1. Reversing regulations cannot be done quickly or by presidential decree.  A formal process must be followed, and one can be sure it would be contested by environmental groups at every stage.  The elimination of the Clean Power Plan would leave EPA with the obligation to address climate change consistent with a 2007 Supreme Court decision.  Congress can amend the law, although that would presumably precipitate a major fight in a closely divided Senate (note: one Senate seat remains to be decided by runoff election in Louisiana; the Republican majority will thus be either 52-48 or 51-49).  Unless the Republicans decided to change the filibuster rules – there are reasons to believe they won’t – the Democrats will retain the ability to block votes on the most publicly visible and controversial proposals.


Despite the above, there is no question that President Trump, with Congressional support, could inflict severe damage on climate policies.  Coming at a time when efforts to reduce emissions need to accelerate, not decline, the absence of US participation in the Paris Agreement, much less leadership, is terrible.  Support for climate finance, essential for adaptation efforts in poor countries, will almost certainly decline.  (Although not disastrously; the U.S. contributes on the order of 20 percent to the major climate funds). On the other hand, as the CPI Landscape of Climate Finance reports show, donor finance is a small fraction of climate-related investment except in the poorest countries, and it is most important as a source of “de-risking” for private investment in projects and countries with high financing costs.  Finding ways to do this more effectively is already the subject of international focus through initiatives like the Global Innovation Lab for Climate Finance.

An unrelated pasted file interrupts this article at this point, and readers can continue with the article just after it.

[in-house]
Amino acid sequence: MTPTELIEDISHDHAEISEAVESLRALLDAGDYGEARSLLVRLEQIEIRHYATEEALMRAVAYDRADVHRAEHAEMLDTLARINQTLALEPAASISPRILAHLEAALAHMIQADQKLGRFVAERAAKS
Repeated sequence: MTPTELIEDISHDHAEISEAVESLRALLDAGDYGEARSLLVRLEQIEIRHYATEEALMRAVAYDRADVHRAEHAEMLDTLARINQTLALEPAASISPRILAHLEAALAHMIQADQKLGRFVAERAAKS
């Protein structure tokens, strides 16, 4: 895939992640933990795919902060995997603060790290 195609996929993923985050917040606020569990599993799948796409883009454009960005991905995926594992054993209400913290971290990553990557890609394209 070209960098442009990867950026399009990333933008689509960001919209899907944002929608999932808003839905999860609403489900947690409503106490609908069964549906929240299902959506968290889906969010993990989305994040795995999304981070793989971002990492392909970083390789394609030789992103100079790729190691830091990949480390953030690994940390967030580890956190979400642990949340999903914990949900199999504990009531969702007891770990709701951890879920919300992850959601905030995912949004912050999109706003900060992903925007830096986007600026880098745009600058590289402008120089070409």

The potential that Trump, with Congressional support, will defund climate science is a serious threat.  The U.S. remains a leader in the field, and much of the work is expensive and requires continuity.  There is a parallel with research on gun safety, which has almost disappeared in the United States due to fears of Congressional retaliation.  A reduction in support of climate science may also directly and indirectly harm the IPCC, which has come to play such a crucial role in building the scientific consensus that Trump so brazenly disregards.  But even here, there are limits.  When a political appointee in the George W. Bush administration attempted to rewrite climate science, it was leaked to the press and he was forced to resign.


A final personal admonition: do not overreact to names and comments coming from the Trump transition team.  While much has been made of the appointment of a climate skeptic, Myron Ebell, to head the EPA transition team, the process is time limited and carried out by volunteers who may or may not have any influence in the actual Administration.  I should know – I had the same role for President Clinton in 1992 and can attest that I had no influence whatsoever!


In closing, I would argue that climate change activists have more ways to resist anti-climate action by the new Administration than might first appear, and that they will find considerable support from the international community.  Despite all the uncertainties, we do know climate change is real and increasingly manifesting in ways detrimental to human life and development.  There is no room – or time – for despair, which tends to be a self-fulfilling prophecy.